Safe sex means taking precautions during sex that can keep you from getting a sexually transmitted disease (STD), or from giving an STD to your partner. These diseases include genital herpes, Genital Warts, HIV, Chlamydia, gonorrhea, Syphilis, Hepatitis B and Hepatitis C, and others.
A STD is a contagious disease that can be transferred to another person through sexual intercourse or other sexual contact. Many of the organisms that cause sexually-transmitted diseases live on the penis, vagina, anus, mouth, and the skin of surrounding areas.
Most of the diseases are transferred by direct contact with a sore on the genitals or mouth. However, some organisms can be transferred in body fluids without causing a visible sore. They can be transferred to another person during oral, vaginal, or anal intercourse.
Some STDs can also be transferred by nonsexual contact with infected tissues or fluids, such as infected blood. For example, sharing needles when using IV drugs is a major cause of HIV and Hepatitis B transmission. An STD can also be transmitted through contaminated blood transfusions and blood products, through the placenta from the mother to the fetus, and sometimes through breast feeding.
The following factors increase your risk of getting a sexually-transmitted disease (STD):
- Not knowing whether a partner has an STD or not
- Having a partner with a past history of any STD
- Having sex without a male or female condom
- Using drugs or alcohol in a situation where sex might occur
- If your partner is an IV drug user
- Having anal intercourse
Drinking alcohol or using drugs increase the likelihood that you will participate in high-risk sex. In addition, some diseases can be transferred through the sharing of used needles or other drug paraphernalia.
Abstinence is an absolute answer to preventing STDs. However, abstinence is not always a practical or desirable option.
Next to abstinence, the least risky approach is to have a monogamous sexual relationship with someone that you know is free of any STD. Ideally, before having sex with a new partner, each of you should get screened for STDs, especially HIV and Hepatitis B, and share the test results with one another.
Use condoms to avoid contact with semen, vaginal fluids, or blood. Both male and feMale condoms dramatically reduce the chance you will get or spread an STD. However, condoms must be used properly:
- The condom should be in place from the beginning to end of sexual activity and should be used every time you have sex.
- Lubricants may help reduce the chance a condom will break. Use only water-based lubricants, because oil-based or petroleum-type lubricants can cause latex to weaken and tear. Do NOT use condoms with nonoxynol-9 - these help prevent pregnancy, but may increase the chance of HIV transmission>.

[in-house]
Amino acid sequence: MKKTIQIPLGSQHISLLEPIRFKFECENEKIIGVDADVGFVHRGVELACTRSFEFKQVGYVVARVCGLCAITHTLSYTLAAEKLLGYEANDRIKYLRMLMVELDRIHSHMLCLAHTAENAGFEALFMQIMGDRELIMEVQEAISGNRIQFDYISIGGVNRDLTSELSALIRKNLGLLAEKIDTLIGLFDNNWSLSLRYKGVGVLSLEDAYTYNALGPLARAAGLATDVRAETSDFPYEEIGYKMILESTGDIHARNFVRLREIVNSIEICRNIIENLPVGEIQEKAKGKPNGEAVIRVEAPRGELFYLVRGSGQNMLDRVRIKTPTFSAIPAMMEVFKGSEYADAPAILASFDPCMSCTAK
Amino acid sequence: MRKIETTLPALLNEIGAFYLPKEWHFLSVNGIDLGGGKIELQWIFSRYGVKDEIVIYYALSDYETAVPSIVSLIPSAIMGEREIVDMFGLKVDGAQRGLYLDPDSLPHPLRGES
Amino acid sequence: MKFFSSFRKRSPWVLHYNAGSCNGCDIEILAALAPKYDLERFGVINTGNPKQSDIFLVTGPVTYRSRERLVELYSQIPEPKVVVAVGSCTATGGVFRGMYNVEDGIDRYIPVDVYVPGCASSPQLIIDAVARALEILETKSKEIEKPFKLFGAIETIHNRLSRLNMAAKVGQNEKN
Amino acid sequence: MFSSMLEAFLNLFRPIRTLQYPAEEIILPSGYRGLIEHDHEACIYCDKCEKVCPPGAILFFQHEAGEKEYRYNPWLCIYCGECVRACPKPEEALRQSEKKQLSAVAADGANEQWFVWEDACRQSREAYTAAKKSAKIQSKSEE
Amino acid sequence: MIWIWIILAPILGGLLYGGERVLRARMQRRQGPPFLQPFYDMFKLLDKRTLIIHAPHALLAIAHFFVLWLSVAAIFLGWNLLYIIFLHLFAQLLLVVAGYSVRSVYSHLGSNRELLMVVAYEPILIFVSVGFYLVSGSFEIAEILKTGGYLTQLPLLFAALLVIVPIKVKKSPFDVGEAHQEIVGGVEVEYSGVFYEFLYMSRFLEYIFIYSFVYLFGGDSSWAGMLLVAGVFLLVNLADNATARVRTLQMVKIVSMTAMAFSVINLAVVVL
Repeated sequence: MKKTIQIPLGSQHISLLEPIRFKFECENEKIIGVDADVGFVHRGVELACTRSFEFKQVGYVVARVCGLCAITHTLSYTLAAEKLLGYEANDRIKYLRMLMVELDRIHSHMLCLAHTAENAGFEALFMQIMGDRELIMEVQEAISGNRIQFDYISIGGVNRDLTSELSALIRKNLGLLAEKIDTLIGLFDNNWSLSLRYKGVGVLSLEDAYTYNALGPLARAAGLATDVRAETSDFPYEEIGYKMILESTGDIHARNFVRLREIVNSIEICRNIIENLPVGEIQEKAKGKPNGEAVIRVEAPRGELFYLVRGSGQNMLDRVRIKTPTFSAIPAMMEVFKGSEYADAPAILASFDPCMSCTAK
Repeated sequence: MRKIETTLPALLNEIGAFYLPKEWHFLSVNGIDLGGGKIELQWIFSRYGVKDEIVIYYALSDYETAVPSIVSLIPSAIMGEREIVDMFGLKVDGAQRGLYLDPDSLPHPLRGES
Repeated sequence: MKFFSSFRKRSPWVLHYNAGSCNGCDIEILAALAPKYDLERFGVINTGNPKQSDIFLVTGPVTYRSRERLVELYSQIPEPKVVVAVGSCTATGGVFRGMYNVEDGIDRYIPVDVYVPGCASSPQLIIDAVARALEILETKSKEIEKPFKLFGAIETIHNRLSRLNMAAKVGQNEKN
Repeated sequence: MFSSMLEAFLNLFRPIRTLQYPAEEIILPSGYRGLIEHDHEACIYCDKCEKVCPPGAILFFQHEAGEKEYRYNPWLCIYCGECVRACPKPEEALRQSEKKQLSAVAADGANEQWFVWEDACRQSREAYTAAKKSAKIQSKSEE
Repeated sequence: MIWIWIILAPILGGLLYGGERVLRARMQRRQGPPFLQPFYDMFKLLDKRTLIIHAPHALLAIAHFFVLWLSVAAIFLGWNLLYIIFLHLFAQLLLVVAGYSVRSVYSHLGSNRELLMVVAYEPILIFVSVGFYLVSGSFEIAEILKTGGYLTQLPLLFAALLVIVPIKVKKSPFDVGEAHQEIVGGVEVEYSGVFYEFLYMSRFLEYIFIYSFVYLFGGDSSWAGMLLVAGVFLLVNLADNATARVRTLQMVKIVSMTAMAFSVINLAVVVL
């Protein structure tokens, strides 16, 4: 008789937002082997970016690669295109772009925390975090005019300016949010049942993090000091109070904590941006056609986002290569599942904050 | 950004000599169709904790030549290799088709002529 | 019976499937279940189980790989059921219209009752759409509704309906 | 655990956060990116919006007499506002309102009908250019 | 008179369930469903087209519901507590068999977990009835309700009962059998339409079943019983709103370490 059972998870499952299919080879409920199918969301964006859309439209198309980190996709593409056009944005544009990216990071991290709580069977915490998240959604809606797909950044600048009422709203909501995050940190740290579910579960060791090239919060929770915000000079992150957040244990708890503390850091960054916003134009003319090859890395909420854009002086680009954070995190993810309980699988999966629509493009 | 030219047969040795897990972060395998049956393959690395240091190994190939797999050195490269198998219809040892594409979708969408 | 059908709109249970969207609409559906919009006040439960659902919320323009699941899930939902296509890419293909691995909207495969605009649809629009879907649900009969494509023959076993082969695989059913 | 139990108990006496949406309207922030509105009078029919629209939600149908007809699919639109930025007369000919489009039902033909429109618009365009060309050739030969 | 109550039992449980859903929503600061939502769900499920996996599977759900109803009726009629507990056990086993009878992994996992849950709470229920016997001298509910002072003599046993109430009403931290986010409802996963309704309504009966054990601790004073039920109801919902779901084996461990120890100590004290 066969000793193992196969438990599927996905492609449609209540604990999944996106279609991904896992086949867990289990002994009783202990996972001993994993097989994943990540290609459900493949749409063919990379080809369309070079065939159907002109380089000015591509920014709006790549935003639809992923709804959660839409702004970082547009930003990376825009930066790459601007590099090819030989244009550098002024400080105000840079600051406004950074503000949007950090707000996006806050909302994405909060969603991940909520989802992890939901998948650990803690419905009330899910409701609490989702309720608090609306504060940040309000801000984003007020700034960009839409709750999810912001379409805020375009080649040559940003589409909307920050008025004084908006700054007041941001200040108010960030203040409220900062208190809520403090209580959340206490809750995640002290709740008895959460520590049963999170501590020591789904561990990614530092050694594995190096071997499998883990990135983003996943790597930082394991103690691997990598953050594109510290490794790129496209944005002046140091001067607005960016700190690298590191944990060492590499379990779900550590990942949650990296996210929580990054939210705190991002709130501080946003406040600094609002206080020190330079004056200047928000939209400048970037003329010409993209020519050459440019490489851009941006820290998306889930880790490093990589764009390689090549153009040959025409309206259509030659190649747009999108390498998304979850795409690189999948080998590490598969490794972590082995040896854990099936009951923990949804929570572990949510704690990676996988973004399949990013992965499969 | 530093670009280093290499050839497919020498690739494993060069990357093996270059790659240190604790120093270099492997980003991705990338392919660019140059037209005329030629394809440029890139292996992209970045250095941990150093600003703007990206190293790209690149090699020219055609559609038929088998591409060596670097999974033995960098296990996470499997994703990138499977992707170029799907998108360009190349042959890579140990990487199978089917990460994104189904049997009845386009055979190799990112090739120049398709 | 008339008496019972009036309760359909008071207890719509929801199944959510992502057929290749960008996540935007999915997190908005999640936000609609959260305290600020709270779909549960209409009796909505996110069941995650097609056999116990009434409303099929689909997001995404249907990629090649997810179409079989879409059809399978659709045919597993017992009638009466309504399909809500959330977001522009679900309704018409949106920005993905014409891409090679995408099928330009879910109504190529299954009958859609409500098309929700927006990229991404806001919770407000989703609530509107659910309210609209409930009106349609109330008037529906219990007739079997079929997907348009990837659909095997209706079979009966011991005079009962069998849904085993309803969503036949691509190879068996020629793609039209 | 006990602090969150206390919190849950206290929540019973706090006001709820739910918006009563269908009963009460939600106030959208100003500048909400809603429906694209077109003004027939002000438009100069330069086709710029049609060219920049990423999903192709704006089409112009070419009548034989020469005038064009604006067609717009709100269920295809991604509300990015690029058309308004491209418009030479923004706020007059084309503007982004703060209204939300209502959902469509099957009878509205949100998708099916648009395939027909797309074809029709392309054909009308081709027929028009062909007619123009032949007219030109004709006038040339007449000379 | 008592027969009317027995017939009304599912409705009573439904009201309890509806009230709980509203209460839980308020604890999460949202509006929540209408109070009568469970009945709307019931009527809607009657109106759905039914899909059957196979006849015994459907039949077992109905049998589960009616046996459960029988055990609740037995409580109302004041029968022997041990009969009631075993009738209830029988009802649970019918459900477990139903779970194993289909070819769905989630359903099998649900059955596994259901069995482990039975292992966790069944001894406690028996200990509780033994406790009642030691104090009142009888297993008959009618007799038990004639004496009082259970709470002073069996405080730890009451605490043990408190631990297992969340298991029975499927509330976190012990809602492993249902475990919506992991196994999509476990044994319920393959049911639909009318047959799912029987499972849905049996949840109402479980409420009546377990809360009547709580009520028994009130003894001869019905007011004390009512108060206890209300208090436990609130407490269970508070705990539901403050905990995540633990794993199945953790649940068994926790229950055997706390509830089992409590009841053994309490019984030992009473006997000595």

- Use latex condoms for vaginal, anal, and oral intercourse.
- Keep in mind that STDs can still be spread, even if you use a condom, because a condom does not cover surrounding skin areas. But a condom definitely reduces your risk.
Here are additional safe-sex steps:
- Know your partner. Before having sex, first establish a committed relationship that allows trust and open communication. You should be able to discuss past sexual histories, any previous STDs or IV drug use. You should not feel coerced or forced into having sex.
- Stay sober. Alcohol and drugs impair your judgment, communication abilities, and ability to properly use condoms or lubricants.
- Be responsible. If you have an STD, like HIV or herpes, advise any prospective sexual partner. Allow him or her to decide what to do. If you mutually agree on engaging in sexual activity, use latex condoms and other measures to protect the partner.
- If pregnant, take precautions. If you have an STD, learn about the risk to the infant before becoming pregnant. Ask your provider how to prevent the fetus from becoming infected. HIV positive women should not breastfeed their infant.
In summary, safe sex requires prior planning and good communication between partners. Given that, couples can enjoy the pleasures of a sexual relationship while reducing the potential risks involved.
For information about preventing pregnancy, see Birth control and family planning.
by Simon D. Mitin, M.D.
All ArmMed Media material is provided for information only and is neither advice nor a substitute for proper medical care. Consult a qualified healthcare professional who understands your particular history for individual concerns.